The "IR35" tax laws, used by the UK Government to tackle tax avoidance by people claiming to be self-employed, are flawed and unfair, and should be rethought before being extended to the private sector, a House of Lords committee reports today.
Due to the COVID-19 disruption, ministers put off for a year until April 2021 the planned extension of the rules, also known as the off-payroll rules, to the private sector. Peers on the Lords' Economic Affairs Finance Bill Subcommittee say they should use this extra time to completely rethink the legislation.
Following an inquiry, they conclude that the law has not worked properly throughout its 20-year history. Nor has the Government sufficiently analysed the unintended behavioural consequences of the proposed reforms. Contractors are already being laid off, despite the delay to the reforms. Many witnesses told the committee that the rules had made them "zero-rights employees", with none of the rights of being an employee, or the tax advantages of being self-employed.
Separating employment status for tax purposes from employment status under employment law, the report states, is unacceptable, "not least because it fails to acknowledge that contractors bear all the risk for providing the workforce flexibility from which both parties benefit".
It ads: "It is concerning that the Government has pressed ahead with the off-payroll working rules at a time when the Taylor review, which it commissioned, recommended a more holistic solution than these rules can offer. This is a solution with which the Government has said that it agrees, and on which it had launched a consultation. The lack of strategic co-ordination on this issue across Government and between departments is highly regrettable."
The committee therefore calls on the Government to keep its promise on implementing the recommendations of the Taylor review: that the taxation of labour should be made more consistent across different forms of employment, and that there should be a fair balance between tax, rights and risk.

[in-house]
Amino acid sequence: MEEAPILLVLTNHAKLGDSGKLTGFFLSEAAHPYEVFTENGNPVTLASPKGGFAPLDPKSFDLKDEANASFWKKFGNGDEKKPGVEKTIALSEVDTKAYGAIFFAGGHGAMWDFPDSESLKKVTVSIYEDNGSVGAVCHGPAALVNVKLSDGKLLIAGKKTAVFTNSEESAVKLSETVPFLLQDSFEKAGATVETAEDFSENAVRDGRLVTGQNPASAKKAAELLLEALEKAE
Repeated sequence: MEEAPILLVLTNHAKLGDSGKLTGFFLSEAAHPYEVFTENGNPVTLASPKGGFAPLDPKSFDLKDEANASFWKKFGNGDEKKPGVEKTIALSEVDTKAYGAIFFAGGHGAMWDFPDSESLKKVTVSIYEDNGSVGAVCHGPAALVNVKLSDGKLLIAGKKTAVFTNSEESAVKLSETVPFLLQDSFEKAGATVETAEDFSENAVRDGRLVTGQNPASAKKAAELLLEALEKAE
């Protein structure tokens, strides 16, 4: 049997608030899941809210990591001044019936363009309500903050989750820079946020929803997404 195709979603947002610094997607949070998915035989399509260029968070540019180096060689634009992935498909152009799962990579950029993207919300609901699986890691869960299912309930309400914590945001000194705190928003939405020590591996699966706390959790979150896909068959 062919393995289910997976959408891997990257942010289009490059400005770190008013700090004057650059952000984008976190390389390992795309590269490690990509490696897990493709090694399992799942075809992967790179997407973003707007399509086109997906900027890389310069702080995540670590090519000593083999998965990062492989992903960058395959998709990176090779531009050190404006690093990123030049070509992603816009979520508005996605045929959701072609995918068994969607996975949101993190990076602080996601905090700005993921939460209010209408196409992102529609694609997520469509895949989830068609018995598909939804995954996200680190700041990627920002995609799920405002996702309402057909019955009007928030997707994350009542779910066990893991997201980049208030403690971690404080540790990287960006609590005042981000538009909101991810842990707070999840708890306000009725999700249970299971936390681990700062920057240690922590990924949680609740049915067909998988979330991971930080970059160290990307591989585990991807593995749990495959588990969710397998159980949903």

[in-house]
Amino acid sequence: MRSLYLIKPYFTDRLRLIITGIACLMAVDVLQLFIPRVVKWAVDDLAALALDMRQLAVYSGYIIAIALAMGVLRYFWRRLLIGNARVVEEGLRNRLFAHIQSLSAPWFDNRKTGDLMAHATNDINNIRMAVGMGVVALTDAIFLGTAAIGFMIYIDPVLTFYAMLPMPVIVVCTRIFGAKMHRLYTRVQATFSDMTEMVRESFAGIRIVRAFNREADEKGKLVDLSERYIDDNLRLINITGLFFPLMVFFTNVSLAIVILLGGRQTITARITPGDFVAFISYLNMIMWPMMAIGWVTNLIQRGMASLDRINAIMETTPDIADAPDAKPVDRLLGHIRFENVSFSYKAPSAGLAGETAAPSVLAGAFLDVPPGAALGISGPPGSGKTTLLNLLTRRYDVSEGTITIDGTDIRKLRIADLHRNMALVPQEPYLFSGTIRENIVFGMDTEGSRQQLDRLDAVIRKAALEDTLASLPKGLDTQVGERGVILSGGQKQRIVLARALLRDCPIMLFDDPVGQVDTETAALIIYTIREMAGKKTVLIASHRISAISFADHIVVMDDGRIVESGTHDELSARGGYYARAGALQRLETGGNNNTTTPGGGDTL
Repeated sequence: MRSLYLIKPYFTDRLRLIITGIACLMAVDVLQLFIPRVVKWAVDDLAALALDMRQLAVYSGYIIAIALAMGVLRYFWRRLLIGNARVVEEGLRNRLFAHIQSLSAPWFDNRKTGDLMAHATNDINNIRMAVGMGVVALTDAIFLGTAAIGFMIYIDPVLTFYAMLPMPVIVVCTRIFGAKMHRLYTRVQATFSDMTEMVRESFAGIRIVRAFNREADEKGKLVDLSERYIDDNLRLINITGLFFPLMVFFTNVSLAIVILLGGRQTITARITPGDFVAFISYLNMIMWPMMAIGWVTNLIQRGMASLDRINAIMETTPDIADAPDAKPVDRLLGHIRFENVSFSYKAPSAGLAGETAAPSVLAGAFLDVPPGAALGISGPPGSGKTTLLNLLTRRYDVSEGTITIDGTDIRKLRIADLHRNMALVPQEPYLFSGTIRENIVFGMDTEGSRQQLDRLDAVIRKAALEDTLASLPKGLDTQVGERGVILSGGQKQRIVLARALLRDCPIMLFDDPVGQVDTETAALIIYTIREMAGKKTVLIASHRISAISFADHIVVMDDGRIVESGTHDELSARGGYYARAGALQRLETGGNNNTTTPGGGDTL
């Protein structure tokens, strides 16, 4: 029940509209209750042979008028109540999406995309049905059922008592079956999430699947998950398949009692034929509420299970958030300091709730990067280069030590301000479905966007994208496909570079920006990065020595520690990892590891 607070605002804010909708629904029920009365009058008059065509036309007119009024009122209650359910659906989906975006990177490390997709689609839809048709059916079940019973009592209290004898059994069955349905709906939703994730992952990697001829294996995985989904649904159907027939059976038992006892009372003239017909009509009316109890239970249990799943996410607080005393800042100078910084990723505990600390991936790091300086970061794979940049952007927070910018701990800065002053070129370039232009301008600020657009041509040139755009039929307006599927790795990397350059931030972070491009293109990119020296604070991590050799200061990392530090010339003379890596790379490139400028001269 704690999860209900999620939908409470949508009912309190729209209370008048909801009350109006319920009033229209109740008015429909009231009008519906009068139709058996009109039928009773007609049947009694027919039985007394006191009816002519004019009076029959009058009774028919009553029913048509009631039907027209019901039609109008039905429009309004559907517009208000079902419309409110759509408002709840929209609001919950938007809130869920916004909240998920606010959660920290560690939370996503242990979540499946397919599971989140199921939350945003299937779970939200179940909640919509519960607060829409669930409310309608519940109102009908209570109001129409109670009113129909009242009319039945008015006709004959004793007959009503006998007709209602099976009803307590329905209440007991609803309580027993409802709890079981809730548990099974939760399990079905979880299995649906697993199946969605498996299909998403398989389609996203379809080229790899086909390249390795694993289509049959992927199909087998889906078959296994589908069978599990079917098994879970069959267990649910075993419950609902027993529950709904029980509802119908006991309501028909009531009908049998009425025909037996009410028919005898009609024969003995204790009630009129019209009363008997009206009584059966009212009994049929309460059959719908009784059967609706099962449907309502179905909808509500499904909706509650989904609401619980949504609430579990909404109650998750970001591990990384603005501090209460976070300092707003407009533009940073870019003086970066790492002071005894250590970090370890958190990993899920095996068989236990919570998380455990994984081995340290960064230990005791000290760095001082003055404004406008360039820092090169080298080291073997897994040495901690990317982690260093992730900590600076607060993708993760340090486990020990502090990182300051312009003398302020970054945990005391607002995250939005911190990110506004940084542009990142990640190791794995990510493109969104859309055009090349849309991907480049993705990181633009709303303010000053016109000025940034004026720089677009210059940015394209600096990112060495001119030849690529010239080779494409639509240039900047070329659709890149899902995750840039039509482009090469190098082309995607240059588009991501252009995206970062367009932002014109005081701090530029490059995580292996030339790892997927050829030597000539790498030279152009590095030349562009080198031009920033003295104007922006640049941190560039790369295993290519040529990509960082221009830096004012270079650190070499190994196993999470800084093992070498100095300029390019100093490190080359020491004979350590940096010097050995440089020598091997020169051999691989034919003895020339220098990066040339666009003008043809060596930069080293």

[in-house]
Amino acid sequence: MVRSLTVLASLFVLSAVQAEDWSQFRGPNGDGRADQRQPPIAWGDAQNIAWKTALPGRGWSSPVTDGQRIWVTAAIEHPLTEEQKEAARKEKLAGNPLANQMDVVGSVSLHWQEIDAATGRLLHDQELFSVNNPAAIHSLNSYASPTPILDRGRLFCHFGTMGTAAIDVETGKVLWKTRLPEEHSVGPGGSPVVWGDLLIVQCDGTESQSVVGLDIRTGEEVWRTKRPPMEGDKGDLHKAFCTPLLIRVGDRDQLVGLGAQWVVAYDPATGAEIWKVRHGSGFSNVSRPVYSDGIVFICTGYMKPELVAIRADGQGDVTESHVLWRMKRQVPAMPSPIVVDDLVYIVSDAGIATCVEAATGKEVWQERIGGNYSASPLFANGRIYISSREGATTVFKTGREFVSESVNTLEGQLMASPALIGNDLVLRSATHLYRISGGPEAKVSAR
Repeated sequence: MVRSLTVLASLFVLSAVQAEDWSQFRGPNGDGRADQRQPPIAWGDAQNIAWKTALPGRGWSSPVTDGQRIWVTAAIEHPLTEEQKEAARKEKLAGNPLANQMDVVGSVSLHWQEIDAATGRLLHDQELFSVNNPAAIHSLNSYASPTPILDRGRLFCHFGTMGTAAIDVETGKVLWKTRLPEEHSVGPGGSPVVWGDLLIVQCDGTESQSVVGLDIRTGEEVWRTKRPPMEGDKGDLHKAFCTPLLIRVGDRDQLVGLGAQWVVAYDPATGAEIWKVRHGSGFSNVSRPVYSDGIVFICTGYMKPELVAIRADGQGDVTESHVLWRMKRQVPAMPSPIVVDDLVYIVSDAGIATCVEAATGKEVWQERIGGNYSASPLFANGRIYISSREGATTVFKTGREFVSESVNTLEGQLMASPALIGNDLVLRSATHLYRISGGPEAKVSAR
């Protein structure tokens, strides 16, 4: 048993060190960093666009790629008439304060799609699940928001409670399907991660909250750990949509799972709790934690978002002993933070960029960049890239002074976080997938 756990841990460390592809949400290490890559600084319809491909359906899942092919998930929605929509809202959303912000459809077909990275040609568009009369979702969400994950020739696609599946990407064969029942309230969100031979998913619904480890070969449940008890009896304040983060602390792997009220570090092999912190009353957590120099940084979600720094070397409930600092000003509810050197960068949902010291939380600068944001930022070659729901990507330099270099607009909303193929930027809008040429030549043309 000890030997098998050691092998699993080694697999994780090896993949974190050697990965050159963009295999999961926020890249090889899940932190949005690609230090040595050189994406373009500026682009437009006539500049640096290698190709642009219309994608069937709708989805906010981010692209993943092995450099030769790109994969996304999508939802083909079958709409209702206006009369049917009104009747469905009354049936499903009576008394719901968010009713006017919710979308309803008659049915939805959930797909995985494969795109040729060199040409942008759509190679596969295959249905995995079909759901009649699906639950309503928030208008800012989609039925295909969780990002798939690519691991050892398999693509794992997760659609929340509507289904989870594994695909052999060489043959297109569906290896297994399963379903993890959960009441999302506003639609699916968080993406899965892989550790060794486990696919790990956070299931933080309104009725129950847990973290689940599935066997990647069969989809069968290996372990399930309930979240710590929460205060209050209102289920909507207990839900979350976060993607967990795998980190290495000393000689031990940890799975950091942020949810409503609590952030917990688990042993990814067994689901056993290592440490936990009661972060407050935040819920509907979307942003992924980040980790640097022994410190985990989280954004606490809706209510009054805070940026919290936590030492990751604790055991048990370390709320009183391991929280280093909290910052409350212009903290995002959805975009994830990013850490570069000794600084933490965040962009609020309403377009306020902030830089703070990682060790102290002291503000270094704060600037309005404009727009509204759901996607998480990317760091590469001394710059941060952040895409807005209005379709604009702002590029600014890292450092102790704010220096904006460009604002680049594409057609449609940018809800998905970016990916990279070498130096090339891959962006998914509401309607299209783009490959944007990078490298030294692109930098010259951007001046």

It also believes that planned research into the impact of the reforms six months after they come into effect will be too soon to give a full and accurate picture, and that this should be delayed until 18 months after the rules have been in operation.
Committee chair Lord Forsyth of Drumlean commented: "The Committee welcomed the Government's decision to defer these off-payroll working rules in the wake of the COVID-19 pandemic.
"However, our inquiry found these rules to be riddled with problems, unfairnesses, and unintended consequences. The potential impact of the rules on the wider labour market, particularly the gig economy, has been overlooked by the Government. It must devote time to analysing all of this. A wholesale reform of IR35 is required.
"The rules were deferred for a year because of the current crisis, but how prepared will businesses recovering from the crisis be to take on this extra burden on next year? The Government needs to think this through very carefully. We call on the Government to announce in six months' time whether it will go ahead with reintroducing these proposals.
"Contractors already concerned by these uncertain times now have the added worries of paying more employment taxes and having their fees cut by clients making additional national insurance contributions. Also concerning is the number of companies getting rid of contractors in anticipation of the implementation of these new rules."
Chris Biggs, managing director of Theta Financial Reporting, however said the report might come as "too little, too late".
He explained: "From what we have witnessed in the accounting space, many hiring companies have already adapted their practices to be compliant with the new rulings that were due to come into effect on 1 April 2020. These companies have spent time, money and effort to be compliant, so it was unlikely that they would immediately revert back to old practices when the implementation was delayed. If these rules are scrapped, it could cause major disruption to companies that tried to hit the initial deadline in 2020.
"If off-payroll working rules are put on further hold or scrapped entirely, contractors and hiring companies will lose out, and the Government needs to accept responsibility for the disruption caused. More needs to be done to lay out a transparent plan so businesses and contractors, who are already going through a turbulent period, can plan for their future."